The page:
There continues to be a supply/demand imbalance in a number of types of boats, and dramatically with several brands. The reason is that – for a host of reasons – some companies did not cut production fast enough when boat sales slowed in 2006. Slow sales in the first two quarters of 2007 exacerbated the 2006 over-supply problem compounding it this year causing double-digit or high single-digit sales drops two years in a row for many companies.
The result is good news for the consumer.
In many cases, not only is the dealer taking a big hit on his margin, but so is the builder. For the last several months we have seen both the dealer and the builder--in some brands-- working together to lower retail prices to get rid of inventory at retail. That’s why the discounts are so deep. These companies are "buying" market share in a down market, a classic business strategy.
In Detroit as the economy cycles GM, Ford and Chrysler often operate at a loss for a year or two before they get supply and demand back in balance. Both last year and this year, the bottom lines of many, if not most, boat builders have taken a beating.
Boat Building is NOT Like the Car Business
Typically, boat companies will lower prices in an effort to hold market share as long as they can, happy to break even until the sun again begins to shine. But if things don’t turn around in a year or so, and prices continue to sink, builders are faced with the option of taking some cash rather than none at all, as buyers at the margin will forsake their dream brand for a look-alike down the street at a far lower price.
While the banks and other financial institutions will loan money to Detroit for years betting on a turn around in profits, they will not go too as far out on a limb for many boat companies.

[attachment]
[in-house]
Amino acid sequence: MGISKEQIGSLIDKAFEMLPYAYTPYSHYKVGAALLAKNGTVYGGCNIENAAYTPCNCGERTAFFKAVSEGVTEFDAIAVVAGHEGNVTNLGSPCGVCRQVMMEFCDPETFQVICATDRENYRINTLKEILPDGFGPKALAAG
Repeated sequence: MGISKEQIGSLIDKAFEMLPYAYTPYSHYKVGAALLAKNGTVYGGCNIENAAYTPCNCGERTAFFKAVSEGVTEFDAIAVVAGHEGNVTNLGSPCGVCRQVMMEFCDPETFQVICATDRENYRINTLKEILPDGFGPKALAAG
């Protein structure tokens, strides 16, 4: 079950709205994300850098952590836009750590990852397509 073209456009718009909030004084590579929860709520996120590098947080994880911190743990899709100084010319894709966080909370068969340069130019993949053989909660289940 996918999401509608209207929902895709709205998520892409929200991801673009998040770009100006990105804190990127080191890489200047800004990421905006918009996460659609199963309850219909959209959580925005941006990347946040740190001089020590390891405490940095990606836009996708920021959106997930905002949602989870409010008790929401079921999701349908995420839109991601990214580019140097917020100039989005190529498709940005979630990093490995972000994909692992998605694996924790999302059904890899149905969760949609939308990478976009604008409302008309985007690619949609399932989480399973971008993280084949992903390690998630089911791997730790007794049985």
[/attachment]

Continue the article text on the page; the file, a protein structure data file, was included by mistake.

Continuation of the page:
We are now in the phase of this cycle where companies are going for cash flow and hoping to hold their relative market positions, or hoping just to stay in business until the economy cycles up. That’s why we’re in a buyer’s market.
Some Prices are Holding
Not all boat builders are in the crunch described above. Some builders are in hot niches, such as wakeboarding, and are not feeling a serious drop in sales. Others, kept close track of infield inventory and cut back production accordingly. With these brands, if you want them you are going to have to pay more nearly the normal price. These companies are not so concerned with market share and refuse to “buy it.”
Typically, these are the marquis names in the sport, or companies that want to run a profit no matter what happens to sales. Many boaters do not view boats as a commodity like grapes at the grocery story or fuel at the gas pump and will pay more to get the brand they respect. But even these brands are generally less expensive these days.
Why Prices Will Rise in 2008-09
No one knows how long these low prices will go on, but at some point they will come to an end. They have to. Excess inventory will be sold off, companies will have merged or gone out of business, and production will be in-line with consumption. Then prices will rise. If history repeats itself, not only will prices end up being higher than they are now, but they will also be higher than they used to be.
All of this means now is a good time to buy. Bargains abound. Sales at the boat shows this fall are up, as we have reported. Timing is everything.